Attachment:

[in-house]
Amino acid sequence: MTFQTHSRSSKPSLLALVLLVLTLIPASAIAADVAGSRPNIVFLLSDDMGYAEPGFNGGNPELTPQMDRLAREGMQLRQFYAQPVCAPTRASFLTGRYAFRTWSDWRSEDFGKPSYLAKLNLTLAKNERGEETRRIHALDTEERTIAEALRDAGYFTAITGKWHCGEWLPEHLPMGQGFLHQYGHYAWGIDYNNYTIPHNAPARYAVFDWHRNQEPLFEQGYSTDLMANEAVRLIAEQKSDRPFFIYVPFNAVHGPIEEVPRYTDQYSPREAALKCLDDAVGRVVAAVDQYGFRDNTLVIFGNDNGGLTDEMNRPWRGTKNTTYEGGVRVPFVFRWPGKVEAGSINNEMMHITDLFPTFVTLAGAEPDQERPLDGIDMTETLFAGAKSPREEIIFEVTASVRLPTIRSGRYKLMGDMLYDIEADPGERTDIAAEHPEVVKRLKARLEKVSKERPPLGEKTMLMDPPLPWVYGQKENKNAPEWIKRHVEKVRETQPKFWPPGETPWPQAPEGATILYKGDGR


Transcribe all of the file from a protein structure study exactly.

[in-house]
Amino acid sequence: MTFQTHSRSSKPSLLALVLLVLTLIPASAIAADVAGSRPNIVFLLSDDMGYAEPGFNGGNPELTPQMDRLAREGMQLRQFYAQPVCAPTRASFLTGRYAFRTWSDWRSEDFGKPSYLAKLNLTLAKNERGEETRRIHALDTEERTIAEALRDAGYFTAITGKWHCGEWLPEHLPMGQGFLHQYGHYAWGIDYNNYTIPHNAPARYAVFDWHRNQEPLFEQGYSTDLMANEAVRLIAEQKSDRPFFIYVPFNAVHGPIEEVPRYTDQYSPREAALKCLDDAVGRVVAAVDQYGFRDNTLVIFGNDNGGLTDEMNRPWRGTKNTTYEGGVRVPFVFRWPGKVEAGSINNEMMHITDLFPTFVTLAGAEPDQERPLDGIDMTETLFAGAKSPREEIIFEVTASVRLPTIRSGRYKLMGDMLYDIEADPGERTDIAAEHPEVVKRLKARLEKVSKERPPLGEKTMLMDPPLPWVYGQKENKNAPEWIKRHVEKVRETQPKFWPPGETPWPQAPEGATILYKGDGR